The smart money might finally get its reward at the company which claims it is “leading the science of brain fitness” – Brain Resource.
The company has just raised $7 million and added five new addiction treatment centres in the US to its My BrainSolutions program which claims to “manage cravings and build new habits for sober living”.
It also claims to be the first brain health product to attract clients from the US Fortune 500, including American Express.
No wonder it expects to generate $1 million in revenue for the financial year just ended – just 13 years after making its debut as a listed company. The stock has risen in that time from its IPO price of 25c to 33c on Friday.
Until now, the company’s main claim to fame was that it was the only listed entity to pique the interest of former PM Paul Keating.
He joined the board just as the tech route was gathering steam in 2001 and, boy, were they overjoyed.
Brain’s executive chairman Evian Gordon described Mr Keating as “Australia’s smartest prime minister in history”.
And to keep the 10 investors who showed up to its 2005 AGM entertained, he even cracked a joke about it.
“And as a point of humour I would also like to say that I think it’s befitting that Australia’s smartest prime minister in history should also be part of [the board of a company with] the first database of the human brain.”
CBD imagines our former PM would have cracked up at that one – if he had showed up, that is.
Keating treasured the Brain Resource experience so much he has refused to spoil it by joining the board of any other listed entity after resigning in 2011.
You can bank on excess
The quiet achiever among our Big Four, the Commonwealth Bank, has continued its clean sweep of the industry awards despite maintaining such a low profile recently.
The latest gong was for CBA’s CommInsure which was judged Life Insurance Company of the Year at the 11th annual Australian Insurance Industry Awards (AIIA) last week.
Highlights on the night would certainly have included a mention of Noel Stevens, who was advised to swap a rock solid life insurance policy for a CBA product. It was later rejected when he was diagnosed with terminal cancer.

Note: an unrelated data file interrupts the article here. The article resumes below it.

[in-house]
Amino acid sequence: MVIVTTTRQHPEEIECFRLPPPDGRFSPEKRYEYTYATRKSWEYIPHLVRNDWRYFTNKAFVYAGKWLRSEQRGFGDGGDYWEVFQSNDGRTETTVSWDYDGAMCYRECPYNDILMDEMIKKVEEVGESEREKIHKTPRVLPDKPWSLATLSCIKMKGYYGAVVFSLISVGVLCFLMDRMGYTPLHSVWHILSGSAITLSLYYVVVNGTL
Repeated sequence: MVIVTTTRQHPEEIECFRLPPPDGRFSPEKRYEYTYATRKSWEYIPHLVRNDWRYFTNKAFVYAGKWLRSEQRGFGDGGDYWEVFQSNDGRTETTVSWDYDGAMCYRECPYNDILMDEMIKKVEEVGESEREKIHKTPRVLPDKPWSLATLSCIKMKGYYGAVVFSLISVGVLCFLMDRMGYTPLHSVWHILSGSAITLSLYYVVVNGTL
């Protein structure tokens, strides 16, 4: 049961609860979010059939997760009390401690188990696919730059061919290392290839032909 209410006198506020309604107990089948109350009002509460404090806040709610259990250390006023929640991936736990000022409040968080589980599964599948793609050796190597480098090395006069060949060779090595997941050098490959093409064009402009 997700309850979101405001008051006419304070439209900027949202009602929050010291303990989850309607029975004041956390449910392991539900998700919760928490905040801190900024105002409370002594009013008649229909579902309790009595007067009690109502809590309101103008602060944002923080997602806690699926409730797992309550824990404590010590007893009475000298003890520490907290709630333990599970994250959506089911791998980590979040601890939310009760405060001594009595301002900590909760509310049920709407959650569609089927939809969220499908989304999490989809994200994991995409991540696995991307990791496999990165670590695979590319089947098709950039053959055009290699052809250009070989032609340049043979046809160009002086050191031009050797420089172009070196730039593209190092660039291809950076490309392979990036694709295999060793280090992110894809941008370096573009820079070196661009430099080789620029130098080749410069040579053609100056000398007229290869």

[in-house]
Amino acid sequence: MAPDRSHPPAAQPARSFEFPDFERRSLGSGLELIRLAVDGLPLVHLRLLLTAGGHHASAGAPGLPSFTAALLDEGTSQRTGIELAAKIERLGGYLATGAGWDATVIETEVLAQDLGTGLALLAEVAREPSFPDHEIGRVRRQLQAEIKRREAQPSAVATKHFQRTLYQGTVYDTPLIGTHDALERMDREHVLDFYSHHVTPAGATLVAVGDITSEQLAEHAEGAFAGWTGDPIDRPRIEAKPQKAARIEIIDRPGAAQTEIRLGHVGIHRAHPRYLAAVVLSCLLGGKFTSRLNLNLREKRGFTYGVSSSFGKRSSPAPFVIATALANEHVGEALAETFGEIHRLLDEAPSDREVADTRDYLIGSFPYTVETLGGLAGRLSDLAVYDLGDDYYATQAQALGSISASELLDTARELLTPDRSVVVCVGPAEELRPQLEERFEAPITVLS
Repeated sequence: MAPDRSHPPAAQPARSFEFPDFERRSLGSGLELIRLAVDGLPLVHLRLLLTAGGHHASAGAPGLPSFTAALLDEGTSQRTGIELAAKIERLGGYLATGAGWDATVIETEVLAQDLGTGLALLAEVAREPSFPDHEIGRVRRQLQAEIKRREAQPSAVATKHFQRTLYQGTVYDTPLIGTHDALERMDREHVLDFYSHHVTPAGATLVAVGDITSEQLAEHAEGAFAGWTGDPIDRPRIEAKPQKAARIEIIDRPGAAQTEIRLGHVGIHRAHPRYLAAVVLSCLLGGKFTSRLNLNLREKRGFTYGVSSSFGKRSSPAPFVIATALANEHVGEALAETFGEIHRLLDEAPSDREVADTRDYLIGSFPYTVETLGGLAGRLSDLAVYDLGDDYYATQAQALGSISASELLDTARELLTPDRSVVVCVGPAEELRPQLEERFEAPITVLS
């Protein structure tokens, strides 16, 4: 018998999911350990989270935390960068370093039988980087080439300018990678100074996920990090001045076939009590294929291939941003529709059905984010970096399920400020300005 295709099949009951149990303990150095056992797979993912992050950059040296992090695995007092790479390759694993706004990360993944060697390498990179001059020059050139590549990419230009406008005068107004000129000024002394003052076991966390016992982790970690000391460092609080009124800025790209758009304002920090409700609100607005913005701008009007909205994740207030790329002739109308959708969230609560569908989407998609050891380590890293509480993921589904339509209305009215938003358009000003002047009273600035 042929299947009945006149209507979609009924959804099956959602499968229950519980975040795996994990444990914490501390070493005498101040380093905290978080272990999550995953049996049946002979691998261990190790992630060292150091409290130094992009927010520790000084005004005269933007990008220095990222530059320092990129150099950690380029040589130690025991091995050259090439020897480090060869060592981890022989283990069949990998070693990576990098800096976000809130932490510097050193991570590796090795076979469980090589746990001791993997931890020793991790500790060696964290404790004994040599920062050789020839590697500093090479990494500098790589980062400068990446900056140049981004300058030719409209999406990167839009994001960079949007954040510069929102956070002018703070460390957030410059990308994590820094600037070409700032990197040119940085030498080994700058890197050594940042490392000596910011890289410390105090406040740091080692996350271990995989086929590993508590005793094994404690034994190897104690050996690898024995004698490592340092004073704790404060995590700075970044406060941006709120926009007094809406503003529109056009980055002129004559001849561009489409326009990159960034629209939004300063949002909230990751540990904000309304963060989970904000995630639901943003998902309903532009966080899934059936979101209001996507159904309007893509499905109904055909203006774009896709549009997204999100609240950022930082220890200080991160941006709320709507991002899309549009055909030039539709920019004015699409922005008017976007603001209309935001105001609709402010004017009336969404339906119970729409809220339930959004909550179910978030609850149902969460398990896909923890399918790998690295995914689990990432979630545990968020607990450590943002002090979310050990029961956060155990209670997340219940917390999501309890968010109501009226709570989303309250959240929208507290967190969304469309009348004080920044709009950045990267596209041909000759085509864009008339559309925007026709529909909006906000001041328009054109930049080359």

Stevens survived long enough to beat the bank in court. Award-winning stuff indeed.
And from awards to rewards.
CBA boss Ian Narev banked some of his good fortune on Friday, converting $1.5 million worth of performance rights into shares, and donating another $422,000 worth of rights to charities.
The deluge of the reporting season meant CBD did not have time to attend the Freedman Jazz Fellowship finals concert last week which was won by Aaron Choulai.
The fellowships are funded by the Freedman Foundation which was conceived by veteran funds manager Laurence Freedman.
It is the sort of cause you can afford if you know when to enter, and exit, the Ten Network at the right time.
Freedman made his fortune as part of the group which plucked Ten from receivership in the 1990s and relaunched it as the most profitable free-to-air network in Australia.
The current billionaire shareholder base at Ten have tried something similar, but got stuck in reverse.
Not looking good
Elsmore Resources, one of the flotilla of pre-Christmas IPOs that have managed to navigate their way into contention for dud IPO of the year, has been forced to cancel the acquisition of a mining lease in NSW that was meant to help kickstart the business.
There is no need to explain why the acquisition, which was announced in January, has foundered.
In February Elsmore went into a trading halt while it “conducted a review of its financial position” when it realised most of the $2.2 million it raised in the float had gone missing.
They didn’t have to go far to find the culprits.
Board member Ashley Howard who is facing bankruptcy at the hands of the self-proclaimed Wolf of Wall Street – convicted fraudster Jordan Belfort.
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This story Administrator ready to work first appeared on Nanjing Night Net.